|Synonyms||arthritis psoriatica, arthropathic psoriasis, psoriatic arthropathy|
|Severe psoriatic arthritis of both feet and ankles. Note the changes to the nails.|
|Classification and external resources|
|ICD-10||L40.5 with M07.0–.3 or M09.0|
|Patient UK||Psoriatic arthritis|
Psoriatic arthritis is a long-term inflammatory arthritis that occurs in people affected by the autoimmune disease psoriasis. The classic feature of psoriatic arthritis is swelling of entire fingers and toes with a sausage-like appearance. This often happens in association with changes to the nails such as small depressions in the nail (pitting), thickening of the nails, and detachment of the nail from the nailbed. Skin changes consistent with psoriasis (e.g., red, scaly, and itchy plaques) frequently occur before the onset of psoriatic arthritis but psoriatic arthritis can precede the rash in 15% of affected individuals. It is classified as a type of seronegative spondyloarthropathy.
Psoriatic arthritis affects up to 30% of people with psoriasis and occurs in both children and adults. Approximately 40-50% of individuals with psoriatic arthritis have the HLA-B27 genotype. The condition is less common in people of Asian or African descent and affects men and women equally.
- 1 Classification
- 2 Signs and symptoms
- 3 Causes
- 4 Diagnosis
- 5 Treatments
- 6 Epidemiology
- 7 References
- 8 External links
There are five main types of psoriatic arthritis:
- Oligoarticular: This type affects around 70% of patients and is generally mild. This type does not occur in the same joints on both sides of the body and usually only involves fewer than 3 joints.
- Polyarticular: This type accounts for around 25% of cases, and affects five or more joints on both sides of the body simultaneously. This type is most similar to rheumatoid arthritis and is disabling in around 50% of all cases.
- Arthritis mutilans (M07.1): Affects less than 5% of patients and is a severe, deforming and destructive arthritis. This condition can progress over months or years causing severe joint damage. Arthritis mutilans has also been called chronic absorptive arthritis, and may be seen in rheumatoid arthritis as well.
- Spondyloarthritis (M07.2): This type is characterized by stiffness of the neck or the sacroiliac joint of the spine, but can also affect the hands and feet, in a similar fashion to symmetric arthritis.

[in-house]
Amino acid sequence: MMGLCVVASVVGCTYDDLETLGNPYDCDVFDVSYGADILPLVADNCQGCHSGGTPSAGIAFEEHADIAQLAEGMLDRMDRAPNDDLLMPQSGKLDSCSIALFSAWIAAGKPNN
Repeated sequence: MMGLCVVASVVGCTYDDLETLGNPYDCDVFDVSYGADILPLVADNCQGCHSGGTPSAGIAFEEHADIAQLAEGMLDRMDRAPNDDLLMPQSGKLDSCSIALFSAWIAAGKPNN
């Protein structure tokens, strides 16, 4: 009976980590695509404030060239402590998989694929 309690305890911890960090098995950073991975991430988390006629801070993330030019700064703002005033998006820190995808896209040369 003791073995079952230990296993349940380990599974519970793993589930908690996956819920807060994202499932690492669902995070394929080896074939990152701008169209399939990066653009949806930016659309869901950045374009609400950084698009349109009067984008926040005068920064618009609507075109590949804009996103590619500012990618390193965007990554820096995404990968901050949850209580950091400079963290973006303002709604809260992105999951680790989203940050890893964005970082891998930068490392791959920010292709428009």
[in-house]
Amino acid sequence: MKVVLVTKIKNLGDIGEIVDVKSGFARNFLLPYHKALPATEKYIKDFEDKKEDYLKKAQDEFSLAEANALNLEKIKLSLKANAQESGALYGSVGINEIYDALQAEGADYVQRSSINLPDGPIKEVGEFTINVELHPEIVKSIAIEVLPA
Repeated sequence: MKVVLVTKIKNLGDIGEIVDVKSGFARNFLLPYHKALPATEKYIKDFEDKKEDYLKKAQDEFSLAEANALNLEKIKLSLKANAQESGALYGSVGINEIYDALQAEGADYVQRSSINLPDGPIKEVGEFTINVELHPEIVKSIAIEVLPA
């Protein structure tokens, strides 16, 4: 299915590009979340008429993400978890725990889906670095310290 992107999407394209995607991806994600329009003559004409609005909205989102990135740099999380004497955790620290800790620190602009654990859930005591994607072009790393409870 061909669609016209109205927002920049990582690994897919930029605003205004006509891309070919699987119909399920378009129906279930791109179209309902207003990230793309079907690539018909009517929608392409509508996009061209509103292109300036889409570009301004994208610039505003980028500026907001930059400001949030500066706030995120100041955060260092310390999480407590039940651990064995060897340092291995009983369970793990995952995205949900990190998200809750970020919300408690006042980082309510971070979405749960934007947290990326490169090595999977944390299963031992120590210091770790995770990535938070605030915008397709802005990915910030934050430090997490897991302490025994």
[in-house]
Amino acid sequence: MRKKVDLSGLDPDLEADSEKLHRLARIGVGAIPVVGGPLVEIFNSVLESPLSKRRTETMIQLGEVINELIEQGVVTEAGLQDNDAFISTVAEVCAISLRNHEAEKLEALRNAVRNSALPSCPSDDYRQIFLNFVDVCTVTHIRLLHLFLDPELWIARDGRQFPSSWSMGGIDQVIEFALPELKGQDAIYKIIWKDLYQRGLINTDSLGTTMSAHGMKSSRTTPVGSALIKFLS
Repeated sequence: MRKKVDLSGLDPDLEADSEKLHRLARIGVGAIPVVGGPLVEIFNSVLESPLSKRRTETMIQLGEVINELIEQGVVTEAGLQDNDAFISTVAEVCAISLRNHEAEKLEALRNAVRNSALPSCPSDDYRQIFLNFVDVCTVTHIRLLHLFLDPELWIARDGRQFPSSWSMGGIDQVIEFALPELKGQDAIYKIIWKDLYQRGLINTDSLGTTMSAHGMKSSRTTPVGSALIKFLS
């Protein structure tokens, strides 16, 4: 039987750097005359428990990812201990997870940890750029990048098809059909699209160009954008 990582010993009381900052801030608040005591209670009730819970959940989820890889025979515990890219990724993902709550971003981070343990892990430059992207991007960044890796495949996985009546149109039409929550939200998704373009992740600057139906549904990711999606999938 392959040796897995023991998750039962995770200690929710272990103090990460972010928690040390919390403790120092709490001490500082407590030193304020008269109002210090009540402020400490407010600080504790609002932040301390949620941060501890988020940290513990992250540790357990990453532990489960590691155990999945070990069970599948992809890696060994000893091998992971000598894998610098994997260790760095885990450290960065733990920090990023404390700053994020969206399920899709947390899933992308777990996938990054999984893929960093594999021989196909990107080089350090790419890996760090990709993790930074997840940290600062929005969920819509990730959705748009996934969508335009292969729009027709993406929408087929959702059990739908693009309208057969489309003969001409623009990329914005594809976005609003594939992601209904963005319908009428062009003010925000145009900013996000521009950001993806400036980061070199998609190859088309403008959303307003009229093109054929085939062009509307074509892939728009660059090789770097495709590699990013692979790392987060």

- Distal interphalangeal predominant (M07.0): This type of psoriatic arthritis is found in about 5% of patients, and is characterized by inflammation and stiffness in the joints nearest to the ends of the fingers and toes. Nail changes are often marked.
Signs and symptoms
Pain, swelling, or stiffness in one or more joints is commonly present in psoriatic arthritis. Psoriatic arthritis is inflammatory, and affected joints are generally red or warm to the touch. Asymmetrical oligoarthritis, defined as inflammation affecting one to four joints during the first six months of disease, is present in 70% of cases. However, in 15% of cases, the arthritis is symmetrical. The joints of the hand that is involved in psoriasis are the proximal interphalangeal (PIP), the distal interphalangeal (DIP), the metacarpophalangeal (MCP), and the wrist. Involvement of the distal interphalangeal joints (DIP) is a characteristic feature and is present in 15% of cases.
In addition to affecting the joints of the hands and wrists, psoriatic arthritis may affect the fingers, nails, and skin. Sausage-like swelling in the fingers or toes, known as dactylitis, may occur. Psoriasis can also cause changes to the nails, such as pitting or separation from the nail bed, onycholysis, hyperkeratosis under the nails, and horizontal ridging. Psoriasis classically presents with scaly skin lesions, which are most commonly seen over extensor surfaces such as the scalp, natal cleft and umbilicus.
In psoriatic arthritis, pain can occur in the area of the sacrum (the lower back, above the tailbone), as a result of sacroiliitis or spondylitis, which is present in 40% of cases. Pain can occur in and around the feet and ankles, especially enthesitis in the Achilles tendon (inflammation of the Achilles tendon where it inserts into the bone) or plantar fasciitis in the sole of the foot.
Along with the above-noted pain and inflammation, there is extreme exhaustion that does not go away with adequate rest. The exhaustion may last for days or weeks without abatement. Psoriatic arthritis may remain mild or may progress to more destructive joint disease. Periods of active disease, or flares, will typically alternate with periods of remission. In severe forms, psoriatic arthritis may progress to arthritis mutilans which on X-ray gives a "pencil-in-cup" appearance.